A young man named Johnny Peacock became one of the brightest stars of last summer's London Paralympics when he won gold in the T44 men's 100 metres event setting a Paralympic record in the process.
Johnny Peacock contracted meningitis when he was just five years old. As a result of the disease, his right leg was amputated below the knee. Whilst in hospital having his prosthetic leg fitted, he told staff he wanted to play football. He was directed to a talent spotting sports day for disabled youngsters, his career in international athletics was launched and he has never looked back. Johnny and other athletes like him have spearheaded the rise and rise of Paralympic sport across all disciplines in the UK and have done wonders to change the attitude and preconceptions of the public toward disability sports.
Most of us have heard of meningitis but few understand exactly what the disease is.
What is meningitis?
Viruses and bacteria are the two most common organisms which are responsible for causing meningitis. The viral form is usually mild although some sufferers can be left with serious and debilitating side effects.
Bacterial meningitis always needs urgent medical attention. The majority of sufferers do recover but many are left with serious after-effects and one in 10 cases will prove fatal. The main bacterial culprits in the UK are; meningococcal, pneumococcal, TB and Hib.
Neonatal meningitis affects very young babies under one month old. Fungal meningitis is relatively rare and is generally caused by the spread of a type of fungus via the blood to the spinal cord.
Meningitis can affect any age group but babies, toddlers and children under five are the highest risk group with over 50% of all cases. In the UK, college students are the next highest risk group. One in four 15 to 19 year olds carries the bacteria in the back of their throats, compared to just one in ten of the general population.
Adults are also at risk with the elderly being particularly vulnerable as their immune systems weaken with age.
Vaccination is the only way to prevent meningitis and not all strains are covered at present.
Signs and symptoms of meningitis and septicaemia
Symptoms appear in no particular order and some victims display no symptoms at all.
Babies and toddlers: fever, cold hands/feet, pale blotchy skin and a rash, refusing food and vomiting, crying and moaning, dislike of being handled, tender bulging fontanelle, drowsy floppy and unresponsive, stiff neck and dislike of bright lights, rapid breathing or grunting and convulsions/seizures.
Children, teenagers and adults: as for babies and toddlers plus; severe headache, confusion, drowsy and muscular stiffness and pain.
The 'glass test'
A rash is one of the more familiar symptoms of meningitis. If the rash does not fade under pressure, this is a sign of meningococcal septicaemia. Some people show either no rash at all or one that appears very late. If someone is ill with a fever and a few spots or a rash that does not fade under pressure, this should be treated as a medical emergency.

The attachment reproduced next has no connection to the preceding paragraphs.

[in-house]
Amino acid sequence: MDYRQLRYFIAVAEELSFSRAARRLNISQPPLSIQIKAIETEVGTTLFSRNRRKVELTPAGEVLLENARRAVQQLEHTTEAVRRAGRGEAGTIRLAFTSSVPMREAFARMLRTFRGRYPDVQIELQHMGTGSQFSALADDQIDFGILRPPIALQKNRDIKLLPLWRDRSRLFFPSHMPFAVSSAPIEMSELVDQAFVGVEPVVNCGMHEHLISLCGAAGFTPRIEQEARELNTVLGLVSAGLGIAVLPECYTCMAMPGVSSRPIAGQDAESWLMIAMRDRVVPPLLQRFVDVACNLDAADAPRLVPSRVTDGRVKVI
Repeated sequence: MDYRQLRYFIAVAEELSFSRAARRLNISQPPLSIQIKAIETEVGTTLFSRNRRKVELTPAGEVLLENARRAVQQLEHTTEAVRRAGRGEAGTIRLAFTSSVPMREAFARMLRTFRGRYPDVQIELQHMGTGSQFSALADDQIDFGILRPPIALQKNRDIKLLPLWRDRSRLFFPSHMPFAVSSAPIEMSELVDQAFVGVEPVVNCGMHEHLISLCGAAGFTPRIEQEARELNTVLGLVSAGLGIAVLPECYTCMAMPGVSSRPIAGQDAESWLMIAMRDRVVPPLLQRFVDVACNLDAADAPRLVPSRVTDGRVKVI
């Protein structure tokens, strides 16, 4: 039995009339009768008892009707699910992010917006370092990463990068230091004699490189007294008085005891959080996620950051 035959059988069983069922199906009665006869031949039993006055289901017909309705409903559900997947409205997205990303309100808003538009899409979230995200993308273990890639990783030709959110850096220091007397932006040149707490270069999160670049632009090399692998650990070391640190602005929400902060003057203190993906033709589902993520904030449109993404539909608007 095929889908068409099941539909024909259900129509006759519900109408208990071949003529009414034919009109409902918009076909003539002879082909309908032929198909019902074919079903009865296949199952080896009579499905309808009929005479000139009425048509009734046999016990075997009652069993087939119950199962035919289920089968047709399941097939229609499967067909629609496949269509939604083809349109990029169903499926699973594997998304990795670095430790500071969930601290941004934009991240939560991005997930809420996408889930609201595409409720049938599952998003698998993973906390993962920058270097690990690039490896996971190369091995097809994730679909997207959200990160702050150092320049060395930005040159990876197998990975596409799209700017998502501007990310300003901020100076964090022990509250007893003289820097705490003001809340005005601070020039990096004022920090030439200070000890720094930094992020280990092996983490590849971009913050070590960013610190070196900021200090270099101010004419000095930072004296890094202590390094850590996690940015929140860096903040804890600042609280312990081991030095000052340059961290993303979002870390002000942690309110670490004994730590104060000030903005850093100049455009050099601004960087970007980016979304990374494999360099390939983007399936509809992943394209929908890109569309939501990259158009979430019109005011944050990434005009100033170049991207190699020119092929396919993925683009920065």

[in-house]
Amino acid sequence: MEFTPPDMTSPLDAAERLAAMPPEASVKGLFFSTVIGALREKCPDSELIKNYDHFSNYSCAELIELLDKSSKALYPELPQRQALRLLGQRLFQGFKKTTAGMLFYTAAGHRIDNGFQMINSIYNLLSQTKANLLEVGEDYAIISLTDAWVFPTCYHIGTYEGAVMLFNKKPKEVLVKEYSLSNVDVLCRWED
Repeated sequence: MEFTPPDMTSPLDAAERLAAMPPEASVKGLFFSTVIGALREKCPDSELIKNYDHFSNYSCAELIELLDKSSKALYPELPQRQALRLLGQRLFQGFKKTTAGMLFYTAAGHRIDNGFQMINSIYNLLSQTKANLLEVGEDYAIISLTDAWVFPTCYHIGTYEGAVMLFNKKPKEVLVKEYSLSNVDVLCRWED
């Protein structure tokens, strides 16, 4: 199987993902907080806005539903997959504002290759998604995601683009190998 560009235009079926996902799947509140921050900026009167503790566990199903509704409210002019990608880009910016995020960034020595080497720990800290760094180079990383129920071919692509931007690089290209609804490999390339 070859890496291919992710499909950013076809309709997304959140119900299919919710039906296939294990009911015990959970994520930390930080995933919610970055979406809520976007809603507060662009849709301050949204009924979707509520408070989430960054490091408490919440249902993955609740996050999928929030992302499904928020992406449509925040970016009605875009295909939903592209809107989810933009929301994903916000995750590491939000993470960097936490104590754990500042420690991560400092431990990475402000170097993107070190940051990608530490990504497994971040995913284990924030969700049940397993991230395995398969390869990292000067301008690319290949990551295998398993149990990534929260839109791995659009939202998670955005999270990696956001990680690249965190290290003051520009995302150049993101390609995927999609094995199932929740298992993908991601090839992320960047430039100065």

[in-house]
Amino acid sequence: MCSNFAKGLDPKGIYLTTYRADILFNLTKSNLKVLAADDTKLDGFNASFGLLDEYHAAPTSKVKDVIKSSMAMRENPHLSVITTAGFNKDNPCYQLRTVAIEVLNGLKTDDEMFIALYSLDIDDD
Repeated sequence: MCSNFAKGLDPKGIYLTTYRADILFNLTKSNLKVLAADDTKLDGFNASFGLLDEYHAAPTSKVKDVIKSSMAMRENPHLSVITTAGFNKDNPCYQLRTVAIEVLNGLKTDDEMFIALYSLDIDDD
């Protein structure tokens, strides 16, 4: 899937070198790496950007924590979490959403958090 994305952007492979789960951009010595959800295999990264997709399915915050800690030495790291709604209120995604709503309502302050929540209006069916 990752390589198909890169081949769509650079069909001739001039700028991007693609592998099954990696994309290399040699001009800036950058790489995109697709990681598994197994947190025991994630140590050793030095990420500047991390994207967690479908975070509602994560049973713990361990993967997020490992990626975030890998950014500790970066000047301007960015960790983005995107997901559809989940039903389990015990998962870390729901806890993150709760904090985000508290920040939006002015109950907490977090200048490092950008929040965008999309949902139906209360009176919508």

How to do the glass test:
Press a clear glass over the spots or rash. If the spots or rash do not fade under the glass, this could be an indicator of meningococcal septicaemia. If the spots fade when the glass rolls over them, the rash may not be serious. Keep monitoring this as the rash can develop into one that does not fade. If the skin is dark and you cannot see the rash clearly, look on paler areas and under the eyelids.
Treatment for meningitis and septicaemia
Bacterial meningitis and septicaemia are life threatening and require immediate admission to hospital for antibiotic therapy. The symptoms of viral meningitis are similar but once the bacterial form has been ruled out, patients are generally allowed to return home where rest, fluids and pain relief will be required until recovery is complete.
A key procedure which may be undertaken in a case of suspected bacterial meningitis is a lumbar puncture. Analysis of the cerebrospinal fluid that protects the brain and spinal cord will show infection if the patient has meningitis. Antibiotic therapy and potentially admission to and treatment in an intensive care unit may be necessary in serious cases.
Antibiotics are not effective against viral meningitis. Treatment usually constitutes painkillers, hydration and rest until the patient recovers. If herpes simplex is identified as the cause, the antiviral drug Aciclovir may be the treatment of choice.
The potential seriousness of meningitis cannot be overemphasised. If any or all of the aforementioned symptoms are observed, medical attention should be sought immediately.
*Image courtesy Flickr creative commons.